All in all a very interesting read, with a satisfying end. I look forward to reading more by this author.
I have wanted to read this book for a while. I've only read one other book by Gist, and, I have to say, although I thought that one was pretty good, I liked this one even better. I'm fairly new to Christian fiction in general and Christian romance in particular. Gist seems like a fantastic author to recommend to those who, like me, are used to reading secular fiction. Although "God stuff" does come up in her works, Gist doesn't seem to be too heavy-handed about it. In this book in particular, the "God stuff" is actually pretty light. During the first half of the book, it's just about nonexistent, and, in the second half, it's mostly limited to a few "what does God want me to do?" moments on Tillie's part.
As usual, Gist's writing is filled with all kinds of wonderful historical details. My knowledge of servant life is limited to English servants, and even then I don't know very much. The amount of detail in this book was wonderful, and I enjoyed the historical note Gist included at the end of the book.
One of my biggest complaints about Gist's The Measure of a Lady was my frustration with the main character's black-and-white view of the world, which sometimes made it difficult to like her. I didn't have that problem with this book. Both Tillie and Mack were enjoyable, likable characters. Tillie's desire to do good doesn't become too saccharine, and her refusal to believe what she was hearing about the director of the orphanage was perfectly understandable - after all, the entire town saw him as a fine, upstanding citizen, so why would she believe otherwise? Mack was prone to letting his temper get the best of him, getting into fights when he would have been better off dealing with problems in other ways. However, he only ever raised his fists at those he believed deserved it, and never women or children, and he gradually learned that fighting was not always the best way to solve problems. His horror when he realized that his own bad behavior at the Vanderbilt's could result in others, such as Tillie, being penalized, also went a long way towards making him likable.
I loved Tillie and Mack's relationship - there were some fantastic sparks flying between those two! Mack obviously adored Tillie, and there was no artifice in the way he dealt with her - he flat-out told her how he felt about her, and he demonstrated his feelings for her without once ever trying to make her feel jealous or otherwise force her to return those feelings in some way.
I suppose my love of Tillie and Mack's relationship leads to one of my few complaints about this book: the primary conflict keeping Tillie and Mack apart seemed a bit weak to me. It was obvious that Tillie and Mack were great together. It became increasingly obvious that the benefits of being a lady's maid would, for Tillie, probably not outweigh the drawbacks. Being a lady's maid would have been an excellent way to earn more money, which she could have used for the two things in her life that were most important to her, supporting her family and funding good organizations like the orphanage. However, lady's maids only last as long as their looks do, so her career would have been over by her early 30s. At that point, her chances of having a life like that of others in her station, with a husband and children, would be pretty slim, and yet she would not be able to fund the kind of life being a lady's maid would have accustomed her to. Tillie gets sick riding in carriages, so being able to travel would not have been of true benefit to her. Being a lady's maid would also have consumed so much of her time that the only good she could have done for others would have been with her money - volunteering her time for anything would have been impossible. As her father makes clear later in the book, Tillie siblings can support the family by getting jobs as they get older, so her monetary support isn't as necessary. Once Mack is offered the job of orphanage director, on the condition that he is married, all remaining reasons for Tillie not to be with Mack evaporate.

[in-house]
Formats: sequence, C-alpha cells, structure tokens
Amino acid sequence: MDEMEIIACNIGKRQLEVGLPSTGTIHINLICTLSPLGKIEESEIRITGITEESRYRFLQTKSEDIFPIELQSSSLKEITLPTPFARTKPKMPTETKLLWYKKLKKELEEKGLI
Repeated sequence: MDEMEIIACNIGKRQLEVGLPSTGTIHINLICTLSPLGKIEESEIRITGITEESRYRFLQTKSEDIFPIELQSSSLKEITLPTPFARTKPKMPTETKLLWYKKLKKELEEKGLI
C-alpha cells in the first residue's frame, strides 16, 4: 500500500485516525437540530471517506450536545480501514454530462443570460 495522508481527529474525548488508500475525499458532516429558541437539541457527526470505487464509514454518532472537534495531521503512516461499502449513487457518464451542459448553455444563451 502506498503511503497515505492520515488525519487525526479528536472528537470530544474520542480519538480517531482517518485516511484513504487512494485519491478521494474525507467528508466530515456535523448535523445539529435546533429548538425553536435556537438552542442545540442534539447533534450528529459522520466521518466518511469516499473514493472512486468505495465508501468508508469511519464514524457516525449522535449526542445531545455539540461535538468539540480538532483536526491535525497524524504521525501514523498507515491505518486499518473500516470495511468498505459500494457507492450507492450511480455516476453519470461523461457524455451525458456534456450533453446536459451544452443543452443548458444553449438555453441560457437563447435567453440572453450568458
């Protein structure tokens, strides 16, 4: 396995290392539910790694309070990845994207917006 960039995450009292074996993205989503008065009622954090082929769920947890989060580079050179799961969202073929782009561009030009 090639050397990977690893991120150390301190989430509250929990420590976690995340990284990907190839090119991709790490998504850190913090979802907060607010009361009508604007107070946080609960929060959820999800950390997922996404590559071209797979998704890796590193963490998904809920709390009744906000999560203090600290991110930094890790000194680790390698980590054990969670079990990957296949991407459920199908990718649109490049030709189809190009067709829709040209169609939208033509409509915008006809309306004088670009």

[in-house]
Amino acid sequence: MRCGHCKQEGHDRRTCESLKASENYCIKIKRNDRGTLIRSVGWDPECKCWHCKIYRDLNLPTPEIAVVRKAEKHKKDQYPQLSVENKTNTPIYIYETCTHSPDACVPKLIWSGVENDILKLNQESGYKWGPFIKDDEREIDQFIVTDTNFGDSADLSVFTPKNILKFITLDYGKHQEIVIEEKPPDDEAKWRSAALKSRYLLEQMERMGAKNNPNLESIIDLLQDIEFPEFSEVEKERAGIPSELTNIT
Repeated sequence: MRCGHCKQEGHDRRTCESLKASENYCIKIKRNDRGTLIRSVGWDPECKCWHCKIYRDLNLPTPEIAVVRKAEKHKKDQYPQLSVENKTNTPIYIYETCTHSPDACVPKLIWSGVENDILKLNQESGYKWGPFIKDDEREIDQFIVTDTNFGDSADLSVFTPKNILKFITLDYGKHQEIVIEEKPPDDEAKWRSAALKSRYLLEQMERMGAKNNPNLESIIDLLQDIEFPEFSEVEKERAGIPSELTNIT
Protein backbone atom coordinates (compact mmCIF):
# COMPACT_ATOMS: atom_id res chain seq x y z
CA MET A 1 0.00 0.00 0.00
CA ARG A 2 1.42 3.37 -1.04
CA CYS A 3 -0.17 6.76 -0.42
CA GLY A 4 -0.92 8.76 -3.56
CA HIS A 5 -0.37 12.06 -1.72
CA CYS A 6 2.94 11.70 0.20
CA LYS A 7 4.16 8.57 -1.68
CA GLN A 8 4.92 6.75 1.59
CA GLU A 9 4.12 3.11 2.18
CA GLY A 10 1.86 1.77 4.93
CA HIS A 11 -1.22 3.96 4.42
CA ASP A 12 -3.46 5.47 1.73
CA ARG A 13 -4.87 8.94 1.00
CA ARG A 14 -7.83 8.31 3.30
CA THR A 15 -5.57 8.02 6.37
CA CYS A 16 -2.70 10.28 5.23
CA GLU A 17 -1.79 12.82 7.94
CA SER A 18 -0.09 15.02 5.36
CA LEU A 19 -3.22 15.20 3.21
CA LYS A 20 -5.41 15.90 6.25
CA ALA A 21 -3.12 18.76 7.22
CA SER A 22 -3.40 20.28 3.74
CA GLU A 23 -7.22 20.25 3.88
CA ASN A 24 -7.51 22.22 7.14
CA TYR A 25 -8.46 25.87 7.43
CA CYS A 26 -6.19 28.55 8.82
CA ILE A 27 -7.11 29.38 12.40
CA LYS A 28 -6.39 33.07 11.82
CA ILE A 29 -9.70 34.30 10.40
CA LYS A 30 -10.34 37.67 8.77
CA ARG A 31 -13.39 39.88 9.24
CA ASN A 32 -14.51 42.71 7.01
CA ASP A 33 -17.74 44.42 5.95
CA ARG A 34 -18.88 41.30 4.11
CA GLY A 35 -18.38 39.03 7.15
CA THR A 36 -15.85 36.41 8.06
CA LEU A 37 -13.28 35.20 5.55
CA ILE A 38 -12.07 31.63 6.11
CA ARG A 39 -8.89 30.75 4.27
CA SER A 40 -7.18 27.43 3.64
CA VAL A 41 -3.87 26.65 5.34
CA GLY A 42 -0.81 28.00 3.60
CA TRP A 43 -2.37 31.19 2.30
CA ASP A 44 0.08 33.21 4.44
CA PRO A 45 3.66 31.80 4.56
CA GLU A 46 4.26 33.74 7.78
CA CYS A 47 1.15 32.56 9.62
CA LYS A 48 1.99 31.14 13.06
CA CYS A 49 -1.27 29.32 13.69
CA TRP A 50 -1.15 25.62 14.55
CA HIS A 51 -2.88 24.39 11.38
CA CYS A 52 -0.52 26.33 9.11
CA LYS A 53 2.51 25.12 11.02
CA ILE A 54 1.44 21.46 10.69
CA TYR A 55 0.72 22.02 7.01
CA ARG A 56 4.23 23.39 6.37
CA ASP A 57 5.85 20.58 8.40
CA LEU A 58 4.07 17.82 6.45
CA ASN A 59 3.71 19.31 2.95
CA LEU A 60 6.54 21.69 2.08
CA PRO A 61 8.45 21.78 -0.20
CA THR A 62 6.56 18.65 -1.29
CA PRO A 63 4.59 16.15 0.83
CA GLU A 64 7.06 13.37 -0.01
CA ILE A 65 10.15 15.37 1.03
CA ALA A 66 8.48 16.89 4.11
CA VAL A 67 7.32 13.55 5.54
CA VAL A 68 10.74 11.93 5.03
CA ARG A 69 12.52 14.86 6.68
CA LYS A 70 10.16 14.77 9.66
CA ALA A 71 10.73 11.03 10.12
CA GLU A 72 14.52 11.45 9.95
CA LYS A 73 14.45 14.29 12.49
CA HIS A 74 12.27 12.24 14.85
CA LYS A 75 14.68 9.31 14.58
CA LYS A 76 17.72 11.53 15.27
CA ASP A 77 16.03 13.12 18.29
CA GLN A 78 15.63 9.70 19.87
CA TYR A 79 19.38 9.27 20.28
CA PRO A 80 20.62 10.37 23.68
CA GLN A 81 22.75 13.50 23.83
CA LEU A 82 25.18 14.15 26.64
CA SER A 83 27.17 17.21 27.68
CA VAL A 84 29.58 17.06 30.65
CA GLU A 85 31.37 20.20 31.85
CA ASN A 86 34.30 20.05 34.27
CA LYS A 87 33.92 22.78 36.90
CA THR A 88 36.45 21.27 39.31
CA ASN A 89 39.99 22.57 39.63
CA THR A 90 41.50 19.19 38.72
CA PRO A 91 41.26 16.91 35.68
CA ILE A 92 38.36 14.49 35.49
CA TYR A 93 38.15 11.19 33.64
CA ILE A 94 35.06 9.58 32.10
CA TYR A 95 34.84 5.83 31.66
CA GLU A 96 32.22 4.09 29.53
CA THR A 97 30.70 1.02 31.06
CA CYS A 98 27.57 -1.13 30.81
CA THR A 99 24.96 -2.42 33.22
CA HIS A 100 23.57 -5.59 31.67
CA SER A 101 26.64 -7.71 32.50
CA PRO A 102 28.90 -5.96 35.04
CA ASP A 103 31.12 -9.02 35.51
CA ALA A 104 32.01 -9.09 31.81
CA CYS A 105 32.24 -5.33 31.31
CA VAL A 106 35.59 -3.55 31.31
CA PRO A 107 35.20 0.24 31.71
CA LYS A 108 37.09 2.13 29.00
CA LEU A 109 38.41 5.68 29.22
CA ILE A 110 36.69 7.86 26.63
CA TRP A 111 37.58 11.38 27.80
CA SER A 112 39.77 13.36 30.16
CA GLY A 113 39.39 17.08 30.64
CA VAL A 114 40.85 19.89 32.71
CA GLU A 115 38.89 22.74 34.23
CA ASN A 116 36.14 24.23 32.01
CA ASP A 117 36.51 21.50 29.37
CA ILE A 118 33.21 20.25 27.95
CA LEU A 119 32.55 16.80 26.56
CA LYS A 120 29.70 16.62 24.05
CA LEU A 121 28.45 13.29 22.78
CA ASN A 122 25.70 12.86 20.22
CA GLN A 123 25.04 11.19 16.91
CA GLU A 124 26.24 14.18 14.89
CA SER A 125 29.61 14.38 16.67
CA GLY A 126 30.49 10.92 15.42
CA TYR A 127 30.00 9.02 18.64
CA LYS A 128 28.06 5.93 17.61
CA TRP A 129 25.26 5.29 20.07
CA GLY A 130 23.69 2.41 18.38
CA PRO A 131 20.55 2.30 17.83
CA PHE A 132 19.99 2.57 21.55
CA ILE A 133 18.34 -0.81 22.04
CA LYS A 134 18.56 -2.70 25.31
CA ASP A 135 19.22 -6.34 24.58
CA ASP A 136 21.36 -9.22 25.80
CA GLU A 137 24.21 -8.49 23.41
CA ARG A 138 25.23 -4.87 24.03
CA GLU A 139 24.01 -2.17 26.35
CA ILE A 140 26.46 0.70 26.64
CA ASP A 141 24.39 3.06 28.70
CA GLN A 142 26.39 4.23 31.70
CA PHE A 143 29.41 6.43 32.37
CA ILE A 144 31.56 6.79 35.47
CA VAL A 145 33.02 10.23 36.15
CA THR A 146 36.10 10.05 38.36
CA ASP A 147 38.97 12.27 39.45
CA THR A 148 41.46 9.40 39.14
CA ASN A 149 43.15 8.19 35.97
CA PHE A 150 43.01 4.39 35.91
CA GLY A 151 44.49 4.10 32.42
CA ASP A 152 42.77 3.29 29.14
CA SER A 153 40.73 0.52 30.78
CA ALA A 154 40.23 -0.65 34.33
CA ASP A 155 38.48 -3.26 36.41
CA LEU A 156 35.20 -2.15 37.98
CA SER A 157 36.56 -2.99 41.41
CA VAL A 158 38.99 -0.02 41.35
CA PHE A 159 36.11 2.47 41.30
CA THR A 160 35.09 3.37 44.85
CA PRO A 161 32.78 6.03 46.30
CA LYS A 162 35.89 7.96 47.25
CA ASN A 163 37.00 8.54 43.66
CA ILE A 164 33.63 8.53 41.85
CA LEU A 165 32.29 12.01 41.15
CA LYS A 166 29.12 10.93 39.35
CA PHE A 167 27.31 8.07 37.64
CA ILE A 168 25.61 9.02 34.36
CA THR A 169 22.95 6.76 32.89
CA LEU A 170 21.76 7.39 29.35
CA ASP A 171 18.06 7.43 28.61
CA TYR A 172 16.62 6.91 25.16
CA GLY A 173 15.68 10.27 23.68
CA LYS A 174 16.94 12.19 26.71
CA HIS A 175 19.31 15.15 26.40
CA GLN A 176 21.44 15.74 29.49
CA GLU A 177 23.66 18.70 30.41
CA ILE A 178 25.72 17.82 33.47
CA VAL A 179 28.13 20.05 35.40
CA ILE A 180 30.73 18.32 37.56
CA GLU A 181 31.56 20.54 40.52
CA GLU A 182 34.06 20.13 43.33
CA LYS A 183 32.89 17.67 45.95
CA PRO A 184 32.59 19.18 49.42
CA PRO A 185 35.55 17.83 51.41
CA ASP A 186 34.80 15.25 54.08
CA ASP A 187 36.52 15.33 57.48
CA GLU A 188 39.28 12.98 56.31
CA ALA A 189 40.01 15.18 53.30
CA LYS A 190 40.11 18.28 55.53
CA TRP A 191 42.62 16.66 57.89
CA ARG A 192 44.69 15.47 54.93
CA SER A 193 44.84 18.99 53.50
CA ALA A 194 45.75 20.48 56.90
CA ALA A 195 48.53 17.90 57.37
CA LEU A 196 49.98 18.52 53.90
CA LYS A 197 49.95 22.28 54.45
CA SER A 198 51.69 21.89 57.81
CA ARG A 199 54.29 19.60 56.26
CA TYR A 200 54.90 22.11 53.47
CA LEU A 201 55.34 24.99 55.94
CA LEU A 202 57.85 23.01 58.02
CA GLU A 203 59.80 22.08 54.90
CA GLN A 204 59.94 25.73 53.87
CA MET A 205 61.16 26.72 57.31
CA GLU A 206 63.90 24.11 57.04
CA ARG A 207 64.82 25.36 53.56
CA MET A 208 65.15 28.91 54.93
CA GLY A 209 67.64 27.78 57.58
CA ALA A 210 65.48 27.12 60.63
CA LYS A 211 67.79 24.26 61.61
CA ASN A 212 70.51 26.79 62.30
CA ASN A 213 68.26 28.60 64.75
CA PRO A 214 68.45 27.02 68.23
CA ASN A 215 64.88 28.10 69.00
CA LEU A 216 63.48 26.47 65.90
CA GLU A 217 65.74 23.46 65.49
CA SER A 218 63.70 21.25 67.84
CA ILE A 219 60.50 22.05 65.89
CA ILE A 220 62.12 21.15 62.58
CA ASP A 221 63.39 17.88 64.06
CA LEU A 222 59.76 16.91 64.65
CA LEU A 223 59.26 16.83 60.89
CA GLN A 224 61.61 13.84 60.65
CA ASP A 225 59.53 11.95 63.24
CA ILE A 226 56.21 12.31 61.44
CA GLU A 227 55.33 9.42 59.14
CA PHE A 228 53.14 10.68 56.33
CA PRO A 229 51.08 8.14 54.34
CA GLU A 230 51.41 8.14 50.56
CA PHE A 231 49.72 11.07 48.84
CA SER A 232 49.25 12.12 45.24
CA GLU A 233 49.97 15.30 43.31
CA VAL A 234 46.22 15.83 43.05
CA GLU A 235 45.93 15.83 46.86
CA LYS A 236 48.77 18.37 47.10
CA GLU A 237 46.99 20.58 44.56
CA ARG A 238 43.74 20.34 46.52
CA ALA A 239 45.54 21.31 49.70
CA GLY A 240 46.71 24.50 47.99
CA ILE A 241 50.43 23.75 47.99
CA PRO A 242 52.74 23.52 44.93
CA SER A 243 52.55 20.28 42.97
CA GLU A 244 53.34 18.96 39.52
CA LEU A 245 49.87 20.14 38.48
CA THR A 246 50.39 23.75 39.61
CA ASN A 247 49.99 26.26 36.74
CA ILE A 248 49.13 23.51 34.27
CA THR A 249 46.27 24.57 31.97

One thing about this book that may shock those expecting a gentle Christian story is a fairly dark event that happens near the book. Up to that point, it was very difficult for Mack to drum up enough suspicion about the orphanage director to get a proper investigation going. However, after one of the orphanage's children dies, this changes. The thing that makes this tragedy especially dark is that the child who dies isn't a random, unnamed child, but rather a girl that both Mack and Tillie had gotten to know a little. In fact, just before the girl's death, Tillie had promised to teach her how to sew, so that it would be easier for her to get proper employment after leaving the orphanage. It turns out that the orphanage director had a deal with the local brothel - the girls at the orphanage were intentionally not taught marketable skills, so that they would feel their only chance for survival once they became too old to live at the orphanage was to become prostitutes. I had expected that Tillie would manage to help the girl find a job after leaving the orphanage, and that this experience would prompt Tillie to realize that she could do more good in person rather than with monetary donations, so the girl's death was a shock.
Overall, I really liked this book and would recommend it to any reader of secular romance would wanted to delve into Christian romance but was afraid of anything too preachy or disgustingly sweet. Because of the very light amount of "God stuff," and because of the dark turn taken near the end of the book, this may not be considered an acceptable book for some regular readers of Christian fiction, however.
(Original review, with read-alikes and watch-alikes, posted on A Library Girl's Familiar Diversions.)